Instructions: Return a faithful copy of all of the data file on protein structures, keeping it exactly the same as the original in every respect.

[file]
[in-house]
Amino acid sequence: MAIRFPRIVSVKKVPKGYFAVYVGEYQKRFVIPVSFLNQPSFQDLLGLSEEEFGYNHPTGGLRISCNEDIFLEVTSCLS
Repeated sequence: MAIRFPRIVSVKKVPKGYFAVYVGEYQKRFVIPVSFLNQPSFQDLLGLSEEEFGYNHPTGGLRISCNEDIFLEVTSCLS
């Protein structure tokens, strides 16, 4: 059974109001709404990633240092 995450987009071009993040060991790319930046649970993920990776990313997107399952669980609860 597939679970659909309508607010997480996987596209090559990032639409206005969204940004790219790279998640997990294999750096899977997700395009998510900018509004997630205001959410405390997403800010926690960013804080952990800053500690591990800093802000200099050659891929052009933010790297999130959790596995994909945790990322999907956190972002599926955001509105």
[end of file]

[in-house]
Amino acid sequence: MAIRFPRIVSVKKVPKGYFAVYVGEYQKRFVIPVSFLNQPSFQDLLGLSEEEFGYNHPTGGLRISCNEDIFLEVTSCLS
Repeated sequence: MAIRFPRIVSVKKVPKGYFAVYVGEYQKRFVIPVSFLNQPSFQDLLGLSEEEFGYNHPTGGLRISCNEDIFLEVTSCLS
């Protein structure tokens, strides 16, 4: 059974109001709404990633240092 995450987009071009993040060991790319930046649970993920990776990313997107399952669980609860 597939679970659909309508607010997480996987596209090559990032639409206005969204940004790219790279998640997990294999750096899977997700395009998510900018509004997630205001959410405390997403800010926690960013804080952990800053500690591990800093802000200099050659891929052009933010790297999130959790596995994909945790990322999907956190972002599926955001509105």